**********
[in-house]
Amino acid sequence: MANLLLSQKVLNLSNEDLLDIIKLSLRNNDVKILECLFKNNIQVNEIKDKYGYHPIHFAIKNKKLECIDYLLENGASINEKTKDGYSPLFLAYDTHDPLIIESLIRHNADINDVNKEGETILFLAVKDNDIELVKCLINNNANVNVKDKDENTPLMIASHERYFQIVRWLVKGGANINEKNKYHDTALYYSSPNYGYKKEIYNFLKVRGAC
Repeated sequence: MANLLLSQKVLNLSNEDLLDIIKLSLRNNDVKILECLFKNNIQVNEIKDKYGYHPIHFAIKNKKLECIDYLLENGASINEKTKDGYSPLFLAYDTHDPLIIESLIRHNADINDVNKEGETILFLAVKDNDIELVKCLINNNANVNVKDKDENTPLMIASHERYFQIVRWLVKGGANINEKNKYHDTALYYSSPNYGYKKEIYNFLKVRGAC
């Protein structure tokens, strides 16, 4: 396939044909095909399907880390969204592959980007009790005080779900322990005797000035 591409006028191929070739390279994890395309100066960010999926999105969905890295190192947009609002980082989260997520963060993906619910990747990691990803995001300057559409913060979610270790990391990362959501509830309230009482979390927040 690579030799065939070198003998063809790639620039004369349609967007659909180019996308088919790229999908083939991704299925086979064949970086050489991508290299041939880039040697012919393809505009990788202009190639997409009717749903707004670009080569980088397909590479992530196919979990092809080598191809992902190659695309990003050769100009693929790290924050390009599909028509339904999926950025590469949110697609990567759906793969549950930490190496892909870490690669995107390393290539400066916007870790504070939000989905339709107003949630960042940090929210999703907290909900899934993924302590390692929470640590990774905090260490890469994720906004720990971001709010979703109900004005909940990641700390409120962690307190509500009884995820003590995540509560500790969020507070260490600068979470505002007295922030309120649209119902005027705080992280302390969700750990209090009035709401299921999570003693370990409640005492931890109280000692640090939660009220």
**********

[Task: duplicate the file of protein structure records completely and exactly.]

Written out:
[in-house]
Amino acid sequence: MANLLLSQKVLNLSNEDLLDIIKLSLRNNDVKILECLFKNNIQVNEIKDKYGYHPIHFAIKNKKLECIDYLLENGASINEKTKDGYSPLFLAYDTHDPLIIESLIRHNADINDVNKEGETILFLAVKDNDIELVKCLINNNANVNVKDKDENTPLMIASHERYFQIVRWLVKGGANINEKNKYHDTALYYSSPNYGYKKEIYNFLKVRGAC
Repeated sequence: MANLLLSQKVLNLSNEDLLDIIKLSLRNNDVKILECLFKNNIQVNEIKDKYGYHPIHFAIKNKKLECIDYLLENGASINEKTKDGYSPLFLAYDTHDPLIIESLIRHNADINDVNKEGETILFLAVKDNDIELVKCLINNNANVNVKDKDENTPLMIASHERYFQIVRWLVKGGANINEKNKYHDTALYYSSPNYGYKKEIYNFLKVRGAC
């Protein structure tokens, strides 16, 4: 396939044909095909399907880390969204592959980007009790005080779900322990005797000035 591409006028191929070739390279994890395309100066960010999926999105969905890295190192947009609002980082989260997520963060993906619910990747990691990803995001300057559409913060979610270790990391990362959501509830309230009482979390927040 690579030799065939070198003998063809790639620039004369349609967007659909180019996308088919790229999908083939991704299925086979064949970086050489991508290299041939880039040697012919393809505009990788202009190639997409009717749903707004670009080569980088397909590479992530196919979990092809080598191809992902190659695309990003050769100009693929790290924050390009599909028509339904999926950025590469949110697609990567759906793969549950930490190496892909870490690669995107390393290539400066916007870790504070939000989905339709107003949630960042940090929210999703907290909900899934993924302590390692929470640590990774905090260490890469994720906004720990971001709010979703109900004005909940990641700390409120962690307190509500009884995820003590995540509560500790969020507070260490600068979470505002007295922030309120649209119902005027705080992280302390969700750990209090009035709401299921999570003693370990409640005492931890109280000692640090939660009220």